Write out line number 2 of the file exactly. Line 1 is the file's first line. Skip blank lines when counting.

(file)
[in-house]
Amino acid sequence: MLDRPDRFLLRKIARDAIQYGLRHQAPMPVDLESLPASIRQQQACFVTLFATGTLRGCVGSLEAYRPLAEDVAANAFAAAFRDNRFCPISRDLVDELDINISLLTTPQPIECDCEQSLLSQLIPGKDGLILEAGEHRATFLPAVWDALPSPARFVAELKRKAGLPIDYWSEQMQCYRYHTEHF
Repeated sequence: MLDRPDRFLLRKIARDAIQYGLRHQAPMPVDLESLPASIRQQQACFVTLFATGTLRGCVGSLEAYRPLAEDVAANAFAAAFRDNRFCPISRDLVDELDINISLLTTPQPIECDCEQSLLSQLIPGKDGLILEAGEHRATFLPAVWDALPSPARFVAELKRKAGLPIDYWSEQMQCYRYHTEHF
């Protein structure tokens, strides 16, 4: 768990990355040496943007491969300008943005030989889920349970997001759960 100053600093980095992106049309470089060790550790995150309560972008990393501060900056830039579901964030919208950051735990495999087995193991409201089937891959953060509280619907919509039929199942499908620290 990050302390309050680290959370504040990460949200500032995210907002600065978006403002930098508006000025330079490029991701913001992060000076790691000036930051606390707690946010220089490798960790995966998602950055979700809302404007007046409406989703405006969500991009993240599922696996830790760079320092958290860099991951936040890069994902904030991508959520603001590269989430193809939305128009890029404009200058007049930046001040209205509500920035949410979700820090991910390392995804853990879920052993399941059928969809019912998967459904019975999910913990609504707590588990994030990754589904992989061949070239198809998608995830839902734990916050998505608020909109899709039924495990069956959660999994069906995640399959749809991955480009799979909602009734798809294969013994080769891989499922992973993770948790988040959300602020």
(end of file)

Amino acid sequence: MLDRPDRFLLRKIARDAIQYGLRHQAPMPVDLESLPASIRQQQACFVTLFATGTLRGCVGSLEAYRPLAEDVAANAFAAAFRDNRFCPISRDLVDELDINISLLTTPQPIECDCEQSLLSQLIPGKDGLILEAGEHRATFLPAVWDALPSPARFVAELKRKAGLPIDYWSEQMQCYRYHTEHF